all of his installments. In this case, profit would be the interest added to the cost of
the asset sold.

Paper 1.1 Chapter 1

Paper 1.1
Chapter 1

The Definition, Purpose, and the Regulatory Framework of Accounting

Well, this report isn’t an introduction to accounting as it may seem to be. It’s more like
a summary to the purpose of studying paper 1.1 .

Accounting is a way of recording, analyzing, and summarizing transactions of a

Transactions are recorded in books of prime entry, and then analyzed and posted to
the ledgers and finally they are summarized in the financial statements.

Yet, the term ‘Accounting’ not only refers to Financial Accounting, but moreover,

a) Management Accounting
b) Financial Management
c) Auditing

The Purpose, of going through the process of preparing financial statements, may not
be required or needed by most companies, yet some must comply to do so by law.
Nonetheless, they are prepared so that owners, managers, lenders and other
interested parties can see how the business is doing. In other words, to provide
information about the financial position, performance and financial adaptability of an
enterprise that is useful to a wide range of users.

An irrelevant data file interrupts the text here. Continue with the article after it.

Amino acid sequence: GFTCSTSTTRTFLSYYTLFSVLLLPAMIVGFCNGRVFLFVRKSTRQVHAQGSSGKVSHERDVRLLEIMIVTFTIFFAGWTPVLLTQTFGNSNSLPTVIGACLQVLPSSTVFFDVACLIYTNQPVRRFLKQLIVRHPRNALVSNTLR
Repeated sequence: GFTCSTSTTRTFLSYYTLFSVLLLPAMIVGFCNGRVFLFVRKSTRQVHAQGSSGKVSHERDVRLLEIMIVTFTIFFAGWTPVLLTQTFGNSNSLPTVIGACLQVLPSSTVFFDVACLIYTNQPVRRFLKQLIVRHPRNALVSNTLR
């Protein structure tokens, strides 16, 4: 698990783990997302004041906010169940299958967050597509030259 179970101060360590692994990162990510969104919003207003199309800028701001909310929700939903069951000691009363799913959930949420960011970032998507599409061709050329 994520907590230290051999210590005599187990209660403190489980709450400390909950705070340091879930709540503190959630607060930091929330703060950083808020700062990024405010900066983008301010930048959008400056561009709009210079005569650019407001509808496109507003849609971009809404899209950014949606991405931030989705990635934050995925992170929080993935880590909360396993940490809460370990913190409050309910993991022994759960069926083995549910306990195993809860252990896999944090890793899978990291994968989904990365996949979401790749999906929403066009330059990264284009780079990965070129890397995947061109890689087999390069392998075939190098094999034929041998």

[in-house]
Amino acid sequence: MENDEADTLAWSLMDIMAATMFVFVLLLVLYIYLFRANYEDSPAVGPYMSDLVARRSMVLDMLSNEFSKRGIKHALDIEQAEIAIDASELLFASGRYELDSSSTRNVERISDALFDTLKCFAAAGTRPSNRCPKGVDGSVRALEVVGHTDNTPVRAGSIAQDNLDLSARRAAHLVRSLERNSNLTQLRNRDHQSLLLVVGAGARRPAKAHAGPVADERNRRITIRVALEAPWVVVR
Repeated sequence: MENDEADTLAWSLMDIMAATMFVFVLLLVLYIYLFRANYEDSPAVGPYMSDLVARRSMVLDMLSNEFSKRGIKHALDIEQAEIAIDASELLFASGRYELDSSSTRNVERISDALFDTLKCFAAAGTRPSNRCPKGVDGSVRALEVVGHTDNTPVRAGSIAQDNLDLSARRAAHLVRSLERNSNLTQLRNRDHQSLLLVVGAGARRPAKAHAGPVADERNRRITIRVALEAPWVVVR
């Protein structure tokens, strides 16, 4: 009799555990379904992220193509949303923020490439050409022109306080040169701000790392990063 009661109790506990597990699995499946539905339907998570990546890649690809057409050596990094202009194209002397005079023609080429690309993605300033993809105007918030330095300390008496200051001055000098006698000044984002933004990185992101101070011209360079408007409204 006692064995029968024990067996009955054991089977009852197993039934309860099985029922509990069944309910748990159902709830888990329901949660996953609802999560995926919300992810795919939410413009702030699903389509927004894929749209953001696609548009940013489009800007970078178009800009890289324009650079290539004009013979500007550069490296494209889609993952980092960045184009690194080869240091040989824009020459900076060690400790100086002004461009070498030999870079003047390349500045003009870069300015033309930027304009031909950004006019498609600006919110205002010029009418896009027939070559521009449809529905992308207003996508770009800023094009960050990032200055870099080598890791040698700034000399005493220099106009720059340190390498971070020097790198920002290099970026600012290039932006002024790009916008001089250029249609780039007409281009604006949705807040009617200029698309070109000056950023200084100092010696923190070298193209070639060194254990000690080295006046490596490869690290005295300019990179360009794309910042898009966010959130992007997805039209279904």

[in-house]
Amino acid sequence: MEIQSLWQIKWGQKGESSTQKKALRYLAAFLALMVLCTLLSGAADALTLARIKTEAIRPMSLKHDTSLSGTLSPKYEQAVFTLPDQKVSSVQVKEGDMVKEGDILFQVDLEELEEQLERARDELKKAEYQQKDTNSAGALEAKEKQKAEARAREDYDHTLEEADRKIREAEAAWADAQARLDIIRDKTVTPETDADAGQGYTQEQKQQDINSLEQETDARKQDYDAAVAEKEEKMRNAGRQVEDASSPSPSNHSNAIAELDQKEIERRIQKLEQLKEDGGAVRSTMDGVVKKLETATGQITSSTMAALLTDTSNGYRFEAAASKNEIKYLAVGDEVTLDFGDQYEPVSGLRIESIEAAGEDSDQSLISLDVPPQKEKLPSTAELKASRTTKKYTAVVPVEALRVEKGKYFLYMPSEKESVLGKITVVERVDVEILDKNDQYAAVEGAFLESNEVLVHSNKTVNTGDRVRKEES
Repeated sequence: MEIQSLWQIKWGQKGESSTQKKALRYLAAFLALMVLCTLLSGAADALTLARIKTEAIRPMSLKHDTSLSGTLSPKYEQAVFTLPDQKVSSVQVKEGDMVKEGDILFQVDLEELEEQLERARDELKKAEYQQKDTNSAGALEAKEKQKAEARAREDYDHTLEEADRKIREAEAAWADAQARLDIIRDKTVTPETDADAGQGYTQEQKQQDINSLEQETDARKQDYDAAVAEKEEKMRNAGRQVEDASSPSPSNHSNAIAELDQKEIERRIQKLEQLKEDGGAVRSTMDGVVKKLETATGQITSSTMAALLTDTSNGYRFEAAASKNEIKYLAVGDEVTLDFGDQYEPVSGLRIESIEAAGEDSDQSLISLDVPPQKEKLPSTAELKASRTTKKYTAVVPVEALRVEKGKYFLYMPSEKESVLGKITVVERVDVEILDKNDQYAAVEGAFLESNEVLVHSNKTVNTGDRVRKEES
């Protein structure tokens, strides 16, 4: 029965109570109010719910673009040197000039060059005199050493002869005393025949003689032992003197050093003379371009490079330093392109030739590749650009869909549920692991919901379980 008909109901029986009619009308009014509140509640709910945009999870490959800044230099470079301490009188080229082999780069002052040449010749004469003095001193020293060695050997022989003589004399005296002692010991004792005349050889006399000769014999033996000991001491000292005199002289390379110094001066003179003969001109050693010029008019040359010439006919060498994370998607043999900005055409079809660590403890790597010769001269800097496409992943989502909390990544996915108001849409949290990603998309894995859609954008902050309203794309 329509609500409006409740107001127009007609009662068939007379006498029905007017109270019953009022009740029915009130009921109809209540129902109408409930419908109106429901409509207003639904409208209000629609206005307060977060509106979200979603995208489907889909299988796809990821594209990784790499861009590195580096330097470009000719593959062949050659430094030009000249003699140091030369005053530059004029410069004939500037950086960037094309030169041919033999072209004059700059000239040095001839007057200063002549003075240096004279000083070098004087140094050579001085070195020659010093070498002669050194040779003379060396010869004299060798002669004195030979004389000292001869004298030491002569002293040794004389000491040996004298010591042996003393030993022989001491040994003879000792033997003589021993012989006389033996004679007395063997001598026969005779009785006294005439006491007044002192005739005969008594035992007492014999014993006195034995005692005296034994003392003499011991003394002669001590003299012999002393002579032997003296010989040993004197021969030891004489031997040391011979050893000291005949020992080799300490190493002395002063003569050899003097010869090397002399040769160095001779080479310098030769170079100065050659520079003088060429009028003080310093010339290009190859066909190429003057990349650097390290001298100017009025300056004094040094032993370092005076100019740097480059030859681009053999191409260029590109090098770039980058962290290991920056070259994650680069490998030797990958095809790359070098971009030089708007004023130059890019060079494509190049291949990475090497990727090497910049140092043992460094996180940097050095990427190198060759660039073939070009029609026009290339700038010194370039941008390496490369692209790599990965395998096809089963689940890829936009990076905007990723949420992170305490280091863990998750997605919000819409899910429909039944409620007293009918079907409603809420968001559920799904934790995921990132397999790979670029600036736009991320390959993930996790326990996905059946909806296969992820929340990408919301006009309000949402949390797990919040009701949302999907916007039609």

Depending on the users of financial statements, many may require access to different
information, but all share some basic needs. Some of the basic users of financial and
accounting information are:

a) Managers
b) Shareholders
c) Trade contacts
d) Providers of Finance
e) Governments and their Agencies, e.g. Inland Revenue and Registrar of
f) Employees
g) Financial Analysts and Advisors
h) Investors/ Public

As one may imagine, it may be very hard to satisfy all of the different users, yet, the
basic financial statements at the end of the day, are:

a) The Profit and Loss Account
b) The Balance Sheet

Furthermore, some companies may be required to produce annual reports, which
contain :

Non-Financial Statements, such as:
a) Director’s Report
b) Auditors’ Report
c) Chairman’s Report